• Despite being loud, it's not cleverly hidden/disguised to attract unwanted taps.

Sportscenter app ads .gif

  • 1
    Thank you for reading the question and not just telling me not to use ads, or to use a different type to the one specified by the client.
    – KitP
    Commented Nov 12, 2013 at 8:45
  • It's unfortunate that you have to be concerned with people not responding to the question as you asked it -- the guidelines are the reason for the question. I think it's good for all of us to remember that design solves problems and there aren't defined rules for every situation (why else would we be on here). Plus, who likes designing without constraints?
    – glilley
    Commented Nov 14, 2013 at 2:35
  • Love the idea of dealing with adds in a respectful way since they still are content the user has to deal with.
    – uxfelix
    Commented Nov 22, 2013 at 9:31

Regarding placement on the screen, the points in glilley's answer and in the Android developer docs are vital. (Don't overlay above elements, don't place ads next to other controls/buttons.)

Many of these following tips are from my personal experience and in my opinion should be common sense:

  • Avoid ads that require an action. I find ads at the bottom of the screen less annoying then ads on transitions e.g. on exit from app because the former can be ignored, whereas the later require an action e.g. another click to exit.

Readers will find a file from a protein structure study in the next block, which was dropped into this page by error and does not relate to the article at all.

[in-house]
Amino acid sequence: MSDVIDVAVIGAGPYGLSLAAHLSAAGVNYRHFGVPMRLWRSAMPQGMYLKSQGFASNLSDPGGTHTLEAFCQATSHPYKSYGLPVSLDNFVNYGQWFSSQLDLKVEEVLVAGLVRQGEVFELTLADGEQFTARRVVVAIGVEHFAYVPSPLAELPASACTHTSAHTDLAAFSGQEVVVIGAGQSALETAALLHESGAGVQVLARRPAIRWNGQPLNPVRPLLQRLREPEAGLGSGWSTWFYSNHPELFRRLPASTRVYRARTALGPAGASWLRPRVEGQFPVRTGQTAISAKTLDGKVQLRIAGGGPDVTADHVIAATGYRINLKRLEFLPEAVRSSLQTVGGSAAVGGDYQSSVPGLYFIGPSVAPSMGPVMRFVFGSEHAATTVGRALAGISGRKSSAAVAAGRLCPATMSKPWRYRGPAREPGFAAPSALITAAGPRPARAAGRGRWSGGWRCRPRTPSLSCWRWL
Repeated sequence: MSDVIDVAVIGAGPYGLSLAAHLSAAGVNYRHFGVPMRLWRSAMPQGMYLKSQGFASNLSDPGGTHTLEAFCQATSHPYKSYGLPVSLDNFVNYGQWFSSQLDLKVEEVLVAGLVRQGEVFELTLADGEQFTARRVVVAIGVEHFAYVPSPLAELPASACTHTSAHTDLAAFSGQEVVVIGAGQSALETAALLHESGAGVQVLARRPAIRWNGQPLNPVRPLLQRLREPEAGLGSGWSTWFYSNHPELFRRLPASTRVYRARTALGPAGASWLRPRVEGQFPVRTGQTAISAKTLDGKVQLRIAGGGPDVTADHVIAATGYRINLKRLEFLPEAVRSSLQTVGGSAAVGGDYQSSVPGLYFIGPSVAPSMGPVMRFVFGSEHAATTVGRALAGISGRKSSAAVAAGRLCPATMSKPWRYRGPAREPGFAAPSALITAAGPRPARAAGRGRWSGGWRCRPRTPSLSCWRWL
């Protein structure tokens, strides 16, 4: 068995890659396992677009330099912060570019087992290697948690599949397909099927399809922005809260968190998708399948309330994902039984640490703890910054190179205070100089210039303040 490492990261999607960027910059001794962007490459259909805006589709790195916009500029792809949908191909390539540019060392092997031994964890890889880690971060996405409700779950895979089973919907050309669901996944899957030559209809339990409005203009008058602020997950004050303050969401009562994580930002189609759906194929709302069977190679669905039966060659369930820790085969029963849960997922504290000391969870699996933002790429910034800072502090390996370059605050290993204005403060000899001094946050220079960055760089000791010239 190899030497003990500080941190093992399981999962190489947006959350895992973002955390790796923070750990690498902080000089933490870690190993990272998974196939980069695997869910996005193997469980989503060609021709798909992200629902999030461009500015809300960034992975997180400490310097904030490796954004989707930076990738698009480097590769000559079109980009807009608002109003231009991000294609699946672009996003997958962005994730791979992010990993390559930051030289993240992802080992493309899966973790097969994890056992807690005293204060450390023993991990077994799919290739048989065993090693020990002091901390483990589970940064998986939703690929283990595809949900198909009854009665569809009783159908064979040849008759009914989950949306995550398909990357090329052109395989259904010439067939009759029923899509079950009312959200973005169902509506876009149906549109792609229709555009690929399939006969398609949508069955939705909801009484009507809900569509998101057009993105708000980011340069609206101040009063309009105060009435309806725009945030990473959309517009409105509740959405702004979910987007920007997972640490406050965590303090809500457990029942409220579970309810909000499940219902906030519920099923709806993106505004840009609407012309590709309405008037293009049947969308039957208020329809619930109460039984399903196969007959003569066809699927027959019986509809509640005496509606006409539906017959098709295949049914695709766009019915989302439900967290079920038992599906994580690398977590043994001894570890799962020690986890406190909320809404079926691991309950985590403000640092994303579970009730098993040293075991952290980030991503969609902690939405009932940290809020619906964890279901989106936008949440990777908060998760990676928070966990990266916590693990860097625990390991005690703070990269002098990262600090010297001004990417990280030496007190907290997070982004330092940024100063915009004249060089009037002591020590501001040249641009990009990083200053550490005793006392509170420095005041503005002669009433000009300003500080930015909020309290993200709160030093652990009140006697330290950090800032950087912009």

• Don't cause delays e.g. don't make users stare at an ad for X seconds before they can continue doing what they want.

  • Don't take up too much screen real estate. If the ad takes up most of the screen, the sense of value of the app goes down (perhaps to the percentage of the ad free screen relative to what it would be). E.g. if you include ads in results, most of the screen (85%+) should be non-ad results.

  • Don't significantly effect bandwidth or memory. It is an annoyance if ads take up a lot of bandwidth e.g. due to frequent changing or due to format (e.g. video or images instead of text) or take up a lot of memory (due to the same causes). In other words, prefer text ads over images and images over video.

  • Don't use sound or videos with sound. If you do use video clips, don't loop them - once the user has seen it once, showing over and over will just annoy people.

  • Use the same color theme as the actual content - Don't let the ads stand out too much.

  • Depend on the topic of the app or the displayed content - Display relevant ads.